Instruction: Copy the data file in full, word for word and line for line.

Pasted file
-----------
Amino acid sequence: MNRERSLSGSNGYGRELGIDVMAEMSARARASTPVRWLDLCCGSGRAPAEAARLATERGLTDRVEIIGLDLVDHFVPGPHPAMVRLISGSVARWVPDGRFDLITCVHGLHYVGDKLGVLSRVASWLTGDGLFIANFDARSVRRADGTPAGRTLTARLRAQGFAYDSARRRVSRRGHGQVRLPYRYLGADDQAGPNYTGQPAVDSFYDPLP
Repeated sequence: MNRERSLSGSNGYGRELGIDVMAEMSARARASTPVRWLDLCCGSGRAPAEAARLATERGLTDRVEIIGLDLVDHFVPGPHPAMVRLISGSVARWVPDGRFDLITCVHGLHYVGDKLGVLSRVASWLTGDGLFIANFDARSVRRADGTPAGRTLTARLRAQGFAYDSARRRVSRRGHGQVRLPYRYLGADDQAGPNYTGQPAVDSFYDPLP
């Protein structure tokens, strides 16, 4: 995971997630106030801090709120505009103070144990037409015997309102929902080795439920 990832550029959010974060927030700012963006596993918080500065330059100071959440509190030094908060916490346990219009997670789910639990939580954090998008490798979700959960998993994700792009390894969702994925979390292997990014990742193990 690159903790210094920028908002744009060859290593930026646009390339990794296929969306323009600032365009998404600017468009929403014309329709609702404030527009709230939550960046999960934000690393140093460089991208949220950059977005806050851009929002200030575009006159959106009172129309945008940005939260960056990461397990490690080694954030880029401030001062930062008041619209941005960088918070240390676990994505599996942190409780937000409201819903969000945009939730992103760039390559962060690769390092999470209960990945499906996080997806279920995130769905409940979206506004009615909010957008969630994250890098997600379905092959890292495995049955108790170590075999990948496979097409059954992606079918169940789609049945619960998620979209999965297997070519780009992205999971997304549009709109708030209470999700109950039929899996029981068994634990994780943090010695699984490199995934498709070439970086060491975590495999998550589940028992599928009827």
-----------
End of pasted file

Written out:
Amino acid sequence: MNRERSLSGSNGYGRELGIDVMAEMSARARASTPVRWLDLCCGSGRAPAEAARLATERGLTDRVEIIGLDLVDHFVPGPHPAMVRLISGSVARWVPDGRFDLITCVHGLHYVGDKLGVLSRVASWLTGDGLFIANFDARSVRRADGTPAGRTLTARLRAQGFAYDSARRRVSRRGHGQVRLPYRYLGADDQAGPNYTGQPAVDSFYDPLP
Repeated sequence: MNRERSLSGSNGYGRELGIDVMAEMSARARASTPVRWLDLCCGSGRAPAEAARLATERGLTDRVEIIGLDLVDHFVPGPHPAMVRLISGSVARWVPDGRFDLITCVHGLHYVGDKLGVLSRVASWLTGDGLFIANFDARSVRRADGTPAGRTLTARLRAQGFAYDSARRRVSRRGHGQVRLPYRYLGADDQAGPNYTGQPAVDSFYDPLP
């Protein structure tokens, strides 16, 4: 995971997630106030801090709120505009103070144990037409015997309102929902080795439920 990832550029959010974060927030700012963006596993918080500065330059100071959440509190030094908060916490346990219009997670789910639990939580954090998008490798979700959960998993994700792009390894969702994925979390292997990014990742193990 690159903790210094920028908002744009060859290593930026646009390339990794296929969306323009600032365009998404600017468009929403014309329709609702404030527009709230939550960046999960934000690393140093460089991208949220950059977005806050851009929002200030575009006159959106009172129309945008940005939260960056990461397990490690080694954030880029401030001062930062008041619209941005960088918070240390676990994505599996942190409780937000409201819903969000945009939730992103760039390559962060690769390092999470209960990945499906996080997806279920995130769905409940979206506004009615909010957008969630994250890098997600379905092959890292495995049955108790170590075999990948496979097409059954992606079918169940789609049945619960998620979209999965297997070519780009992205999971997304549009709109708030209470999700109950039929899996029981068994634990994780943090010695699984490199995934498709070439970086060491975590495999998550589940028992599928009827």